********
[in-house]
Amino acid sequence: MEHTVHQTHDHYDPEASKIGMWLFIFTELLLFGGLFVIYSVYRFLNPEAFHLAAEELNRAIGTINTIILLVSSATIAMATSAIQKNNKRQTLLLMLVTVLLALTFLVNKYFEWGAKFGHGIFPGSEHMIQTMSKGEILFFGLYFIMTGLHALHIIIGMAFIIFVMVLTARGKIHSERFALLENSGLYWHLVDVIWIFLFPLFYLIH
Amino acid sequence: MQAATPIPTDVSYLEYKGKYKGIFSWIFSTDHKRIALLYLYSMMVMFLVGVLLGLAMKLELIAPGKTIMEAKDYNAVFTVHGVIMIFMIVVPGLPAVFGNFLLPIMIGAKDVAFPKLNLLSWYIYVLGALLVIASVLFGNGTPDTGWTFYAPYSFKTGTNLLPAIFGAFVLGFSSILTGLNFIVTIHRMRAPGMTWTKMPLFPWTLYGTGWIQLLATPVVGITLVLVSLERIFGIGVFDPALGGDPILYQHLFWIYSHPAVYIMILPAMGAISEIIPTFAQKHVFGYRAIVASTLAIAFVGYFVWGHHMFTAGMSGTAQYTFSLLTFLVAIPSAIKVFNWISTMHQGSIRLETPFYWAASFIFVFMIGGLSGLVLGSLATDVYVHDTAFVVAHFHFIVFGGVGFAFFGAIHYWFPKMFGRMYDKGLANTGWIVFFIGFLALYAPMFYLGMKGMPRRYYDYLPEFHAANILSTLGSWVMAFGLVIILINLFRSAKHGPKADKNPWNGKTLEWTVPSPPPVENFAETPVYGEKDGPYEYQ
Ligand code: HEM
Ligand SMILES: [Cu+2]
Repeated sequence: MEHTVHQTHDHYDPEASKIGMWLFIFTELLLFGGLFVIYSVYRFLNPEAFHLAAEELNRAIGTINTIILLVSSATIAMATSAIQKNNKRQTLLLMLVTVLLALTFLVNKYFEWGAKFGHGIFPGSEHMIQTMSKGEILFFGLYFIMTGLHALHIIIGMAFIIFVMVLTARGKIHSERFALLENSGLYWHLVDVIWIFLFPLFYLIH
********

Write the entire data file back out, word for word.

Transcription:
[in-house]
Amino acid sequence: MEHTVHQTHDHYDPEASKIGMWLFIFTELLLFGGLFVIYSVYRFLNPEAFHLAAEELNRAIGTINTIILLVSSATIAMATSAIQKNNKRQTLLLMLVTVLLALTFLVNKYFEWGAKFGHGIFPGSEHMIQTMSKGEILFFGLYFIMTGLHALHIIIGMAFIIFVMVLTARGKIHSERFALLENSGLYWHLVDVIWIFLFPLFYLIH
Amino acid sequence: MQAATPIPTDVSYLEYKGKYKGIFSWIFSTDHKRIALLYLYSMMVMFLVGVLLGLAMKLELIAPGKTIMEAKDYNAVFTVHGVIMIFMIVVPGLPAVFGNFLLPIMIGAKDVAFPKLNLLSWYIYVLGALLVIASVLFGNGTPDTGWTFYAPYSFKTGTNLLPAIFGAFVLGFSSILTGLNFIVTIHRMRAPGMTWTKMPLFPWTLYGTGWIQLLATPVVGITLVLVSLERIFGIGVFDPALGGDPILYQHLFWIYSHPAVYIMILPAMGAISEIIPTFAQKHVFGYRAIVASTLAIAFVGYFVWGHHMFTAGMSGTAQYTFSLLTFLVAIPSAIKVFNWISTMHQGSIRLETPFYWAASFIFVFMIGGLSGLVLGSLATDVYVHDTAFVVAHFHFIVFGGVGFAFFGAIHYWFPKMFGRMYDKGLANTGWIVFFIGFLALYAPMFYLGMKGMPRRYYDYLPEFHAANILSTLGSWVMAFGLVIILINLFRSAKHGPKADKNPWNGKTLEWTVPSPPPVENFAETPVYGEKDGPYEYQ
Ligand code: HEM
Ligand SMILES: [Cu+2]
Repeated sequence: MEHTVHQTHDHYDPEASKIGMWLFIFTELLLFGGLFVIYSVYRFLNPEAFHLAAEELNRAIGTINTIILLVSSATIAMATSAIQKNNKRQTLLLMLVTVLLALTFLVNKYFEWGAKFGHGIFPGSEHMIQTMSKGEILFFGLYFIMTGLHALHIIIGMAFIIFVMVLTARGKIHSERFALLENSGLYWHLVDVIWIFLFPLFYLIH